Star rating – 9/10
I was really looking to forward to the latest Ken Loach film, being a massive fan of his work. And The Angels’ Share does not disappoint. It blends a touch more comedy than some of his earlier works, with that gritty social realism and fierce political commentary that he is so admired for. And it fully deserves the Cannes Jury Prize it was recently awarded.
Lots of the hallmark Loach ingredients are here – the use of non professionals as his actors to transmit the brutality of being at the bottom of the social pile; and eternal hope for something better. Paul Brannigan is outstanding as Robbie, who has escaped a custodial sentence for a cocaine-fuelled brutal attack on an innocent teenager, largely due to the fact that his girlfriend is pregnant, and he is desperate to be given one last chance for his unborn child.
As so often in life his luck turns when he encounters Harry, his community sentence supervisor with a heart of gold, who stands by him and believes in him. John Henshaw, as impressive here as he consistently is, plays the whisky loving Harry. In a part that can be compared to Colin Welland’s school teacher in Kes, he takes Robbie and a few of his fellow offenders to a whisky tasting event, and Robbie turns out to have a nose for the stuff.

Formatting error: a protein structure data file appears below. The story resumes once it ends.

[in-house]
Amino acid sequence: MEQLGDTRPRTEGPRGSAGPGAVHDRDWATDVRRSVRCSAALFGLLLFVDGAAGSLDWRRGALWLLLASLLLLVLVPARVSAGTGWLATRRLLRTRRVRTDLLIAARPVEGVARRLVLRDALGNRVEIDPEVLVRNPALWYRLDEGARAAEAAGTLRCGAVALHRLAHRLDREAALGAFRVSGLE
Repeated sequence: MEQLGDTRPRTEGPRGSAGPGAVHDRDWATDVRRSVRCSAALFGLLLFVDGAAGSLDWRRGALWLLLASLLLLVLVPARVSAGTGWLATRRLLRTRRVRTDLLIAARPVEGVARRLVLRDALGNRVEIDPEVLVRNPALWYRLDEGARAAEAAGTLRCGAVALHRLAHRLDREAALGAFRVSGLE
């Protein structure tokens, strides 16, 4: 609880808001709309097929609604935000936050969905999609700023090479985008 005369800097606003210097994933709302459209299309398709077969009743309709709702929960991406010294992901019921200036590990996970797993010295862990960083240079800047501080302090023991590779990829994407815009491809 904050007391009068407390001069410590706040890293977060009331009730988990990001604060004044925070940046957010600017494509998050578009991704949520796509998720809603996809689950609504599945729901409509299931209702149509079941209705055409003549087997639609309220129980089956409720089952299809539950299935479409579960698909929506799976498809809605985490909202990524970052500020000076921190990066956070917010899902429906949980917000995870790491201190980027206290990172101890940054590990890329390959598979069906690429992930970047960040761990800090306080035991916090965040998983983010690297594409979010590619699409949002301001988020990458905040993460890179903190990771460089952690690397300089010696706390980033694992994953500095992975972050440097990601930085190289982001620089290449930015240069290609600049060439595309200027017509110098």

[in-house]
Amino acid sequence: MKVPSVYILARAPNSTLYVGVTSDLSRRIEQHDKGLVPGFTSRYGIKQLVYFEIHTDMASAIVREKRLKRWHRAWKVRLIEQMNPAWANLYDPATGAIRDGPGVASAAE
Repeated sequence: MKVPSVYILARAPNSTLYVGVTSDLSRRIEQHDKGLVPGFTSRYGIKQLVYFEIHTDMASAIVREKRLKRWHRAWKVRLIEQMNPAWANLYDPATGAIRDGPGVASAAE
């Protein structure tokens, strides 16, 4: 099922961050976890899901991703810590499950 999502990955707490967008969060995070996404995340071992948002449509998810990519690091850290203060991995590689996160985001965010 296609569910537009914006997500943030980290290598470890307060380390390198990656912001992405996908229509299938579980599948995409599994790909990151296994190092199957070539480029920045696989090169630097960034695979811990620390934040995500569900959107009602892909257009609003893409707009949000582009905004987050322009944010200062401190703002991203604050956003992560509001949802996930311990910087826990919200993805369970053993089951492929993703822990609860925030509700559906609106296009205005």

What follows is more of an Ealing comedy caper, as Robbie et al plot to turn the situation to their advantage. But danger and violence is only ever a heartbeat away, as Robbie struggles to break away from his background. But the laughs are genuine, and extremely funny. And there is a lovely turn from the fabulous Roger Allam as a whisky collector who is not adverse to a spot of collaboration himself.
This is a heartbreaking, hilarious and heart warming film – not something every director can pull off, but Loach just gets better with age, like the fine whisky he showcases here.